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Hawaii Deep Water Cable Program, phase II-B, task 3 : cable materials corrosion and abrasion testing
|1986-Oct-Phase II-B task 3-corrosion and abrasion testing.pdf||3.45 MB||Adobe PDF||View/Open|
|Title:||Hawaii Deep Water Cable Program, phase II-B, task 3 : cable materials corrosion and abrasion testing|
|LC Subject Headings:||Electric cables--Corrosion|
Electric power transmission--Hawaii
|Issue Date:||Oct 1986|
|Publisher:||Hawaii Natural Energy Labratory|
|Citation:||Larsen-Basse J. 1986. Hawaii Deep Water Cable Program, phase II-B, task 3: cable materials corrosion and abrasion testing. (HI): Hawaii Natural Energy Labratory.|
|Abstract:||This report presents data on the resistance of some typical power cable materials and common reference materials to deterioration in the marine environment as it exists in the general region of the proposed route of the Hawaii Deep water Cable (HDWC). The work was divided into four tasks: (1) long-term corrosion tests in Hawaiian surface and deep ocean seawater, (2) crevice corrosion testing of stainless steels in these waters, (3) abrasion testing against slurries of Hawaiian marine rock fragments, and (4) corrosion-fatigue testing of lead in seawater and other environments.|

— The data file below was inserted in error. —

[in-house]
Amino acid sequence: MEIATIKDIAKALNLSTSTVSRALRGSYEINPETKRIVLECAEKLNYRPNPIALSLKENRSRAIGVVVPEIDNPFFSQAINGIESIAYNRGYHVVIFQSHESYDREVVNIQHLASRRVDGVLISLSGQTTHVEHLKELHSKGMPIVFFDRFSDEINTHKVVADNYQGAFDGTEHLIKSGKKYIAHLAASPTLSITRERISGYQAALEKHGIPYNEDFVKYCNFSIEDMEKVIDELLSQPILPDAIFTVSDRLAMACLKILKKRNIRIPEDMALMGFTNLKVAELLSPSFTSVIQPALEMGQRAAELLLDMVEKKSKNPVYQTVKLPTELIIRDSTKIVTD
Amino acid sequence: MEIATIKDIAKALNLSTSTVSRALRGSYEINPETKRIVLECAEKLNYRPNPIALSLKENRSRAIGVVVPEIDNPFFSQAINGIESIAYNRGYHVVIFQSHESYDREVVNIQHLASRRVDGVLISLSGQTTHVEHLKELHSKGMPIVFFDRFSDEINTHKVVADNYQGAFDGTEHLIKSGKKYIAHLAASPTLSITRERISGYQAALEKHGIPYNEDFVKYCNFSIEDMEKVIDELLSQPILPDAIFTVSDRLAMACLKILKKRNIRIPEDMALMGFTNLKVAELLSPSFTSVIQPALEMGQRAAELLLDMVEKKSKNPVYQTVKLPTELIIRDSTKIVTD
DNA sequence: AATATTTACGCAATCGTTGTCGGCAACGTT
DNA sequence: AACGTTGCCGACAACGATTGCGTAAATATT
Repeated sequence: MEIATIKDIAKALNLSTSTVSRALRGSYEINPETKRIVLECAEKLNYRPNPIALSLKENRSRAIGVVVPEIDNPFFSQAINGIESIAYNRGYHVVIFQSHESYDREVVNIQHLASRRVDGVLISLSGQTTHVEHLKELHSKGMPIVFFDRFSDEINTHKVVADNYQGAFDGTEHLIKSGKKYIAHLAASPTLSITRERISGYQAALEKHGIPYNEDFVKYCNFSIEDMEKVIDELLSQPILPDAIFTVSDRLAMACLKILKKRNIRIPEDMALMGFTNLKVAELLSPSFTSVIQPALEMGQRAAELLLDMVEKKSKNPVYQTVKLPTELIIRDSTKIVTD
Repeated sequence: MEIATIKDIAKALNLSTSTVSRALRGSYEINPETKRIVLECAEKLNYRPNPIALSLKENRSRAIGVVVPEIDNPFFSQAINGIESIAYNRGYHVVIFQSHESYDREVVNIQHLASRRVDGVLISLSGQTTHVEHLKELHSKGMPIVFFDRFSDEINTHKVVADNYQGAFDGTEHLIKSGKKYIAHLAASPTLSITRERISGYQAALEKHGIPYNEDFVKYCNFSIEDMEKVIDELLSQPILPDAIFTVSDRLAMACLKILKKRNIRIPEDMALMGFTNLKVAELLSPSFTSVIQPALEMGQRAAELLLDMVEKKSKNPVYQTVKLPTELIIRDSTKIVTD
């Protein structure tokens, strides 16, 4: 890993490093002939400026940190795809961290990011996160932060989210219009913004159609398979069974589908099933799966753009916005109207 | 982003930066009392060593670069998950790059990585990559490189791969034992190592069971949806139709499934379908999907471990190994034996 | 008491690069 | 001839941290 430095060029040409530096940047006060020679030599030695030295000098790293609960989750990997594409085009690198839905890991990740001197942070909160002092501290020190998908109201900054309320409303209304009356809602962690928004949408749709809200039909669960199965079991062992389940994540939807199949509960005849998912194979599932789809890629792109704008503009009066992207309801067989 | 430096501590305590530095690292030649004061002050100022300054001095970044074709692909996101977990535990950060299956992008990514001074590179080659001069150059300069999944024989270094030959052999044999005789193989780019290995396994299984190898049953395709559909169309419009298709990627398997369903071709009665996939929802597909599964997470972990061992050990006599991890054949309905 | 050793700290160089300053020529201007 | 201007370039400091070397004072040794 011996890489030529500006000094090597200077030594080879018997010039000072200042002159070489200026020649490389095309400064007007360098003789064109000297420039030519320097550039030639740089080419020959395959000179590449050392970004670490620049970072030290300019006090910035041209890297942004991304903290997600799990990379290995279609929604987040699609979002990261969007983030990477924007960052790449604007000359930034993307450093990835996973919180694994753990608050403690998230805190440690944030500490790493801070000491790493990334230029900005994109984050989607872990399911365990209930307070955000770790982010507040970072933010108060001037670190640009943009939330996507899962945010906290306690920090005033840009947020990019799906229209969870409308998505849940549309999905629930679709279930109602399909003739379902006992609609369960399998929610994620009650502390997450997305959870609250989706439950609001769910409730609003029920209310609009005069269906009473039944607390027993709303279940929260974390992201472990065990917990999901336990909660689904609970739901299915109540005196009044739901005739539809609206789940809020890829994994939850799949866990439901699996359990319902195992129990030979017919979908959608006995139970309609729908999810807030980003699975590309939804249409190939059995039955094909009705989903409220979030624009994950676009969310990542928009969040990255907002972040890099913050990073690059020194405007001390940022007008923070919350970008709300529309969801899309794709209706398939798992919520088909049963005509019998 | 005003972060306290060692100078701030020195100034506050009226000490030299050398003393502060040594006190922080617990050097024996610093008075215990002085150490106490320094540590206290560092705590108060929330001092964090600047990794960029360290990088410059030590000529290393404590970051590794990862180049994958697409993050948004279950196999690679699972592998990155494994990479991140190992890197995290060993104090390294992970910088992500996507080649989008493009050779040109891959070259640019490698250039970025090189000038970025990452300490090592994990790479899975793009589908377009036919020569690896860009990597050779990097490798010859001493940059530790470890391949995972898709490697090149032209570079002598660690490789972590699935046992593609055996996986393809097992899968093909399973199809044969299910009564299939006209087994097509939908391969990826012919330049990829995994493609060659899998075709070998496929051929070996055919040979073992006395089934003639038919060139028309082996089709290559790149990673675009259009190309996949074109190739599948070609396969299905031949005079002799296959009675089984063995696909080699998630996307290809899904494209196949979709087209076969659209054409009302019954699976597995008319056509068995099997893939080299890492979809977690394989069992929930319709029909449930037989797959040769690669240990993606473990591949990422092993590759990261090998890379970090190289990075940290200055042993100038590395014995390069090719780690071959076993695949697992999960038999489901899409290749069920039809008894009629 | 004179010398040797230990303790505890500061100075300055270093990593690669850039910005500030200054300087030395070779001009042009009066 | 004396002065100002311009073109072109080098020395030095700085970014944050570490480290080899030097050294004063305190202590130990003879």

The work was performed in the Marine Materials Laboratory on the campus of the University of Hawaii in Honolulu and at the Natural Energy Laboratory of Hawaii (NELH) on the island of Hawaii. All corrosion tests and all other tests in flowing seawater were conducted at NELH where two seawater systems are available side by side. One system pumps clean off-shore surface seawater to the laboratory. The water temperature ranges between 25 and 28°C over the year and the water is typical of open ocean tropical seawater. The other system brings in seawater from a depth of about 600 m (2,000 feet). This water has a temperature of 7-10°C and has lower pH and oxygen content than the warm water. It is typical of OTEC-type condenser cooling water.
|Appears in Collections:||The Geothermal Collection|
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